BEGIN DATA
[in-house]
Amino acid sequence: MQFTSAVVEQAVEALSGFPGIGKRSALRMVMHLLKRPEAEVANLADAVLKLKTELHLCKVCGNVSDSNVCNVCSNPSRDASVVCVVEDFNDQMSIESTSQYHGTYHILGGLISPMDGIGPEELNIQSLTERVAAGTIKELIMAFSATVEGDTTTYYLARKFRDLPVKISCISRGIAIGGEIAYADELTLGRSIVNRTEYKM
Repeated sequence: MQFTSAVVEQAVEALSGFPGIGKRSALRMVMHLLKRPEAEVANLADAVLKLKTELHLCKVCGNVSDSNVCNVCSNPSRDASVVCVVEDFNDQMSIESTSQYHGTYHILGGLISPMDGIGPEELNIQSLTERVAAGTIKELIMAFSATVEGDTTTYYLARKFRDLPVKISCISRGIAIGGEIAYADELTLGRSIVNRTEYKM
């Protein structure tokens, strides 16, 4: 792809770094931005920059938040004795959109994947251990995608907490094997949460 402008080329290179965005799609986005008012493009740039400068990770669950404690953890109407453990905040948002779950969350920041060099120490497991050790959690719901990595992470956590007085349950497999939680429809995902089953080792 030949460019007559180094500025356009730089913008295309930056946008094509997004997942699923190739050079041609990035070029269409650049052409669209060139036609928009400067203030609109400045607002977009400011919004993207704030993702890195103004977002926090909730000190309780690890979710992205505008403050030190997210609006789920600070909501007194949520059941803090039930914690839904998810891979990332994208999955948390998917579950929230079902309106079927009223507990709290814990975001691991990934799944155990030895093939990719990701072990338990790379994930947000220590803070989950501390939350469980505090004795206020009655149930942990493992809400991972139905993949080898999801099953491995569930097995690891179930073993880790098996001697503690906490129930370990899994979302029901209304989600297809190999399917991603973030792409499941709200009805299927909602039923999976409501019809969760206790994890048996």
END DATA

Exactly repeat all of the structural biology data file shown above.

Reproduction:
[in-house]
Amino acid sequence: MQFTSAVVEQAVEALSGFPGIGKRSALRMVMHLLKRPEAEVANLADAVLKLKTELHLCKVCGNVSDSNVCNVCSNPSRDASVVCVVEDFNDQMSIESTSQYHGTYHILGGLISPMDGIGPEELNIQSLTERVAAGTIKELIMAFSATVEGDTTTYYLARKFRDLPVKISCISRGIAIGGEIAYADELTLGRSIVNRTEYKM
Repeated sequence: MQFTSAVVEQAVEALSGFPGIGKRSALRMVMHLLKRPEAEVANLADAVLKLKTELHLCKVCGNVSDSNVCNVCSNPSRDASVVCVVEDFNDQMSIESTSQYHGTYHILGGLISPMDGIGPEELNIQSLTERVAAGTIKELIMAFSATVEGDTTTYYLARKFRDLPVKISCISRGIAIGGEIAYADELTLGRSIVNRTEYKM
């Protein structure tokens, strides 16, 4: 792809770094931005920059938040004795959109994947251990995608907490094997949460 402008080329290179965005799609986005008012493009740039400068990770669950404690953890109407453990905040948002779950969350920041060099120490497991050790959690719901990595992470956590007085349950497999939680429809995902089953080792 030949460019007559180094500025356009730089913008295309930056946008094509997004997942699923190739050079041609990035070029269409650049052409669209060139036609928009400067203030609109400045607002977009400011919004993207704030993702890195103004977002926090909730000190309780690890979710992205505008403050030190997210609006789920600070909501007194949520059941803090039930914690839904998810891979990332994208999955948390998917579950929230079902309106079927009223507990709290814990975001691991990934799944155990030895093939990719990701072990338990790379994930947000220590803070989950501390939350469980505090004795206020009655149930942990493992809400991972139905993949080898999801099953491995569930097995690891179930073993880790098996001697503690906490129930370990899994979302029901209304989600297809190999399917991603973030792409499941709200009805299927909602039923999976409501019809969760206790994890048996």